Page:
EMINENCE, KY (WAVE) - Animal control officials tell WAVE 3 that arrest warrants have been issued for the Campbellsburg couple accused of hoarding animals and operating a puppy mill.
Dan Flinkfelt, director of animal services for Henry and Trimble counties, said Ken and Terri Smith are charged with 218 counts of animal cruelty. Another woman who was living on the property, identified as Karen Nullmans, is also facing charges.
WAVE 3 reported the heartbreaking story of a hoarding situation and puppy mill in Henry County and so many have stepped up to help those animals. Donations and volunteers have been pouring into the shelter in Eminence and now many of those animals are finally in good hands.
"You talk about a blessing a Christmas miracle people reaching out In a time of need, this is it," said Flinkfelt.
Volunteers have poured into the shelter, doing everything from cleaning, vaccinating, grooming, donating food, supplies and giving these animals attention they are desperate for.
"It's all the surrounding counties," said Flinkfelt. "We've gotten calls from California, Phoenix. PetSmart is donating a truckload of supplies Monday."
Mikki Adkins came in to be a foster parent.
"I started walking her this morning and fell in love with her," said Adkins. "First one it figures, I'm an animal lover."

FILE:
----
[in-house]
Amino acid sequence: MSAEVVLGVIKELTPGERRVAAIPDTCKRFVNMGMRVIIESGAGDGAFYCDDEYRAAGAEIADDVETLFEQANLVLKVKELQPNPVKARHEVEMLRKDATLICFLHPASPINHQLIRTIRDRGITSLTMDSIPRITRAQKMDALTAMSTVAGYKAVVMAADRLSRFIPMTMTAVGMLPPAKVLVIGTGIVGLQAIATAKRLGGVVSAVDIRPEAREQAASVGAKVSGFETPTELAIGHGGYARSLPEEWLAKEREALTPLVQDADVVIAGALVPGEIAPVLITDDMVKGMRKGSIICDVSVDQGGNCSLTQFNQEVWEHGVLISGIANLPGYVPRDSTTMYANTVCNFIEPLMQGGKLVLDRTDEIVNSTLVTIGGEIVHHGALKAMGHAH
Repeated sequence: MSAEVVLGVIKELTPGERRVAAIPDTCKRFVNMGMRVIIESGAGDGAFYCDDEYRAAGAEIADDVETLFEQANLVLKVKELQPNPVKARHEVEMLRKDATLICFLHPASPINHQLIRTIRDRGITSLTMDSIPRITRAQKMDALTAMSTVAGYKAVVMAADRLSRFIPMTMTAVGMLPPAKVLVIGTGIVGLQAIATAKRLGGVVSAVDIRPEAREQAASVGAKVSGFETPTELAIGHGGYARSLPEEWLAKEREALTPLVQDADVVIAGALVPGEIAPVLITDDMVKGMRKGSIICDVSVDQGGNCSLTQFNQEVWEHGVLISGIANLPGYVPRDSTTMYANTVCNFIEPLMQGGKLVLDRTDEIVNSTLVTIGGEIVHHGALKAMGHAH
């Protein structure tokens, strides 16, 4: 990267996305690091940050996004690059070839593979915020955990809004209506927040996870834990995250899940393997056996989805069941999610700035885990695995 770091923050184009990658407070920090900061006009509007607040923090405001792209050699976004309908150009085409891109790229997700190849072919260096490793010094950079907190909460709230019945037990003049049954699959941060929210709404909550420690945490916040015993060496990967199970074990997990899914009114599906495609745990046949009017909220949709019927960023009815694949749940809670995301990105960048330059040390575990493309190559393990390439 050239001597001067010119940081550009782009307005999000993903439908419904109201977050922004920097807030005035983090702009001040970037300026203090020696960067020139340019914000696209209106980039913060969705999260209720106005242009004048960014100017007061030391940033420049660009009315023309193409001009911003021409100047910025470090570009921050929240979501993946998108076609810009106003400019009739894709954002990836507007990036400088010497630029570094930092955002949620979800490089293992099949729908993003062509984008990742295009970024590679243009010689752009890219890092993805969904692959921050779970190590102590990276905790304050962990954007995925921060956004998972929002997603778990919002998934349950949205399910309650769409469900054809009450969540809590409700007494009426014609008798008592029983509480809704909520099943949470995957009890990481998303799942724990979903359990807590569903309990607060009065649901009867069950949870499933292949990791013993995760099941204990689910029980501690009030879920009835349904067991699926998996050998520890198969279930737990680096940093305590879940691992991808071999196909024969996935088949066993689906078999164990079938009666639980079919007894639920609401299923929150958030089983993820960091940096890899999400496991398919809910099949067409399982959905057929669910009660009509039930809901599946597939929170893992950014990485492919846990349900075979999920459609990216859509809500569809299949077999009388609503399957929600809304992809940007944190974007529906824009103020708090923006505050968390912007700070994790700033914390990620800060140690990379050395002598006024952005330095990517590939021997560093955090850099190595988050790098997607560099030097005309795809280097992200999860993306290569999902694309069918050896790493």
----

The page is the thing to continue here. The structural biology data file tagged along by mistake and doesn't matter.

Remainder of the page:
On Tuesday, hundreds of animals were rescued from a home on Allyson Lane in Campbellsburg. Everything from dogs, cats, rabbits, guinea pigs, geese, a hybrid wolf, a screech owl, and horses were removed.
Animal control officials say the animals were covered in mud, urine, feces, without proper shelter, food, and water. Officials say it's a case of animal hoarding and a puppy mill. A lot of the animals were sold on the Internet and at flea markets in Simpsonville.
Neighbors say the main two people who were caring for the animals are Terri and Ken Smith. Investigators would like to find them for questioning.
Although Flinkfelt said Nullmans has been cooperative, she will still face several charges.
"We have made contact with one of the people residing in the residence," said Flinkfelt. "We are issuing them a court summons to appear in court for some counts of animal cruelty."
When I went back to the home on Allyson Lane, Nullmans didn't answer.
Volunteers are giving their time and opening their hearts to give the animals the second chance they deserve.
"I've already taken them home," said Julia Zimmerman, one of the volunteers. "I'm fostering two hamsters and a little baby."
"We are a farming community and we take care of our animals and it's something all of us can pull together and help out," said Adkins. "Make sure these little guys find anything. When they find these people, which they will they deserve exactly what they get."
Many of the animals have gone to breed specific rescues and local foster homes. The goal is that if and when the couple officially surrenders these animals, people who are fostering the animals will eventually adopt them.
Unfortunately the total number of animals that have died is now three - one dog and two cats.
If you would like to be a foster parent for the rescued animals, call 502-845-8050. The shelter is also in need of donations like cleaning supplies, food, crates, blankets, and towels.
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